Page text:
Republican Romney blames Obama for gasoline prices
MANCHESTER, New Hampshire
MANCHESTER, New Hampshire (Reuters) - Republican presidential hopeful Mitt Romney pumped his own tank of gas on Friday and blamed President Barack Obama for a surge in prices that are straining American pocketbooks.
Romney, former governor of Massachusetts, was set to join four other Republican rivals -- Tim Pawlenty, Rick Santorum, Herman Cain and Michelle Bachmann -- for an evening of speeches about how they would bring down America's debt and deficits.
It is the biggest gathering of potential candidates since a Washington conference of conservatives two months ago in a slow start to the 2012 Republican presidential nomination race.
New Hampshire holds an early voting contest and is a must-visit state for presidential candidates.
Before the event, Romney played a little pump politics, mingling with customers at Hillsborough Gas and Repair in Manchester and listening to their stories about how they are coping with gas prices that are threatening America's fragile economic recovery.
"We cut back on frills, we don't go out as much," Sharon Williams told him as she filled up her Kia Optima.
Wearing blue jeans and a casual shirt, Romney parked a Ford Escape at one of the station's gas pumps, where a regular gallon of gas cost $3.93, and paid $38.72 to fill it up.
Gas station operator Tony Chedid said he paid $3.80 a gallon from a distributor for his station's supplies. After paying credit card fees, he makes only an average of 3 cents a gallon on the gas he sells.
"It's been downhill for the last two years," he said.
Romney is arguably the front-runner in a wide Republican field in the 2012 race for the White House.
He said he believed Obama was contributing to oil price pressures by not pursuing an energy policy aimed at drilling more and increasing America's supply.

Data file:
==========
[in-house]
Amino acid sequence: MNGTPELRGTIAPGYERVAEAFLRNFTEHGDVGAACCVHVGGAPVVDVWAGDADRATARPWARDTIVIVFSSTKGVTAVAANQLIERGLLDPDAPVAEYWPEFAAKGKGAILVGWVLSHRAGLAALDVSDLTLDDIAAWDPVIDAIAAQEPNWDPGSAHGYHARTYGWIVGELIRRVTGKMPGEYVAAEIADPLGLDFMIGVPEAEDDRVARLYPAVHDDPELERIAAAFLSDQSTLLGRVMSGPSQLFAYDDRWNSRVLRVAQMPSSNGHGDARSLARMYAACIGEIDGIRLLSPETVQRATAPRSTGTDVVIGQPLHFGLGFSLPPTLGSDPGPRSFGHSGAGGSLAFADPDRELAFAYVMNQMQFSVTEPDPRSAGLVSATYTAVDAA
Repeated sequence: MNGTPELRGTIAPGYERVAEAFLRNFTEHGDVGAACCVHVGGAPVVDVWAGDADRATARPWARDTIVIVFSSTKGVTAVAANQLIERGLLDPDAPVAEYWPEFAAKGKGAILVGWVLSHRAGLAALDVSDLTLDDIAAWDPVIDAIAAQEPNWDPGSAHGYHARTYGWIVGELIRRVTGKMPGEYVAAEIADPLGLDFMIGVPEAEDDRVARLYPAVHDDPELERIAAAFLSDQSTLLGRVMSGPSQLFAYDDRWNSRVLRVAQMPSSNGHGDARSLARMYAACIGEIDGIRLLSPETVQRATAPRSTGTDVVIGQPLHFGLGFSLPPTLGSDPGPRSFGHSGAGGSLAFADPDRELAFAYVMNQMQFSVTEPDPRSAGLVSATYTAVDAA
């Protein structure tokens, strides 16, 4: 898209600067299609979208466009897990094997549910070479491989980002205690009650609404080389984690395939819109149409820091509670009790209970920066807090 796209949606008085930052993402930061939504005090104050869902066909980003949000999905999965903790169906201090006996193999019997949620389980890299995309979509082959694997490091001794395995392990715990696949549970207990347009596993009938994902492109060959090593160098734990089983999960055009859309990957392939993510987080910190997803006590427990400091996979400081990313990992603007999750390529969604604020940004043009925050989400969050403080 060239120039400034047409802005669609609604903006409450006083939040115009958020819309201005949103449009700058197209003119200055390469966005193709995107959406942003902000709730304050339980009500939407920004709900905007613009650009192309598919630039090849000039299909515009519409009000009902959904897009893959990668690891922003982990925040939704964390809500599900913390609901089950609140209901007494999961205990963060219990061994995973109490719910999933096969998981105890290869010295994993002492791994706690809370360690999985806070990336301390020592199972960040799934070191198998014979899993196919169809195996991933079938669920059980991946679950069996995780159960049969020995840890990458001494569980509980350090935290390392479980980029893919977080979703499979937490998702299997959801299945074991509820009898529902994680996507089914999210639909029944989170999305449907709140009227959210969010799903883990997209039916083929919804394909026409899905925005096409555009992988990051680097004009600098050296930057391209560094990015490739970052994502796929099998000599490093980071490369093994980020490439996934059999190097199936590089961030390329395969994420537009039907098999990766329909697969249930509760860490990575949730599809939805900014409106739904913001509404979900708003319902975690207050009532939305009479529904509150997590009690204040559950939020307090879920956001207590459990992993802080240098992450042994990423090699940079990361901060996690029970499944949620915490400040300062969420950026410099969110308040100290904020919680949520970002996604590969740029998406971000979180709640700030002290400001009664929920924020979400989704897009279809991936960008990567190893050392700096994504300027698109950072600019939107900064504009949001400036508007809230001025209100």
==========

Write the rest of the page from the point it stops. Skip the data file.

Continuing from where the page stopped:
This is leaving the impression with the markets that the U.S. energy supply will not be increasing, leading to the expectation of higher oil prices and pushing up the actual cost of gas at the pump, he said.
"It's a marketplace and if America is not serious about getting our own energy resources in line, then we are going to have higher and higher prices in part today as a result of the expectations of higher prices tomorrow," Romney said.
Obama says the United States' oil production reached its highest level since 2003 last year, and argues that money must be spent to develop alternative sources of energy to help alleviate higher prices in the long run.
Romney said it is fine to develop alternative power sources but stressed that most cars run on carbon-based fuel.
"It would be great if we had more electric cars but it's going to be a long, long time before that happens," he said.
Romney waved off a potential challenge from real estate tycoon Donald Trump, saying it was fine with him if Trump enters the race for the 2012 Republican presidential nomination.
"I like a big competitive field, and I think there will be one," he said.
- Divided, Scots prepare to vote on fate of the United Kingdom |
- IPhone emerges from 'bygone era', reviewers hail bigger handset
- Fed renews zero rate pledge, but hints at steeper rate hike path |
- Apple to unveil new iPads, operating system on Oct. 21: report
- Boeing, SpaceX win contracts to build 'space taxis' for NASA
Major U.S. poultry firms are administering antibiotics to their flocks far more pervasively than regulators realize, posing a potential risk to human health. Full Article